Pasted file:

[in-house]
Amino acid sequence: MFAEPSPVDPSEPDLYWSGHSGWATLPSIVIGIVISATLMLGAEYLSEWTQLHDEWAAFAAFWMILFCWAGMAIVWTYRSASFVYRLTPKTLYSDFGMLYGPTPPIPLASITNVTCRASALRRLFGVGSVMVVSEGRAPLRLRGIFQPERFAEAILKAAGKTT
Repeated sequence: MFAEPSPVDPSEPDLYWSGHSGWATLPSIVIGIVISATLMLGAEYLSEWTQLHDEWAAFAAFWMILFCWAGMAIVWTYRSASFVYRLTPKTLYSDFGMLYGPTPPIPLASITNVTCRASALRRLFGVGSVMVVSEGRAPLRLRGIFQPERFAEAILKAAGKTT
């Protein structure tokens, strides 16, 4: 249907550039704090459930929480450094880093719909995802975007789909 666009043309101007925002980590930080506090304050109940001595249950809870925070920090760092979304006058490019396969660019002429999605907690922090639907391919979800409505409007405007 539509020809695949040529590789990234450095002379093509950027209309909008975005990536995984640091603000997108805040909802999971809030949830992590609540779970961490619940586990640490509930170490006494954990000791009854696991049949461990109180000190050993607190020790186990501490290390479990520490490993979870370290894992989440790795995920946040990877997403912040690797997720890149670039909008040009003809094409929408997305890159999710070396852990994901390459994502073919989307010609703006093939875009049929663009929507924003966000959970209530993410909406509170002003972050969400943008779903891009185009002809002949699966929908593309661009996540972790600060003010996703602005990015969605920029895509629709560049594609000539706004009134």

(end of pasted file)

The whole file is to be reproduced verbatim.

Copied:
[in-house]
Amino acid sequence: MFAEPSPVDPSEPDLYWSGHSGWATLPSIVIGIVISATLMLGAEYLSEWTQLHDEWAAFAAFWMILFCWAGMAIVWTYRSASFVYRLTPKTLYSDFGMLYGPTPPIPLASITNVTCRASALRRLFGVGSVMVVSEGRAPLRLRGIFQPERFAEAILKAAGKTT
Repeated sequence: MFAEPSPVDPSEPDLYWSGHSGWATLPSIVIGIVISATLMLGAEYLSEWTQLHDEWAAFAAFWMILFCWAGMAIVWTYRSASFVYRLTPKTLYSDFGMLYGPTPPIPLASITNVTCRASALRRLFGVGSVMVVSEGRAPLRLRGIFQPERFAEAILKAAGKTT
């Protein structure tokens, strides 16, 4: 249907550039704090459930929480450094880093719909995802975007789909 666009043309101007925002980590930080506090304050109940001595249950809870925070920090760092979304006058490019396969660019002429999605907690922090639907391919979800409505409007405007 539509020809695949040529590789990234450095002379093509950027209309909008975005990536995984640091603000997108805040909802999971809030949830992590609540779970961490619940586990640490509930170490006494954990000791009854696991049949461990109180000190050993607190020790186990501490290390479990520490490993979870370290894992989440790795995920946040990877997403912040690797997720890149670039909008040009003809094409929408997305890159999710070396852990994901390459994502073919989307010609703006093939875009049929663009929507924003966000959970209530993410909406509170002003972050969400943008779903891009185009002809002949699966929908593309661009996540972790600060003010996703602005990015969605920029895509629709560049594609000539706004009134």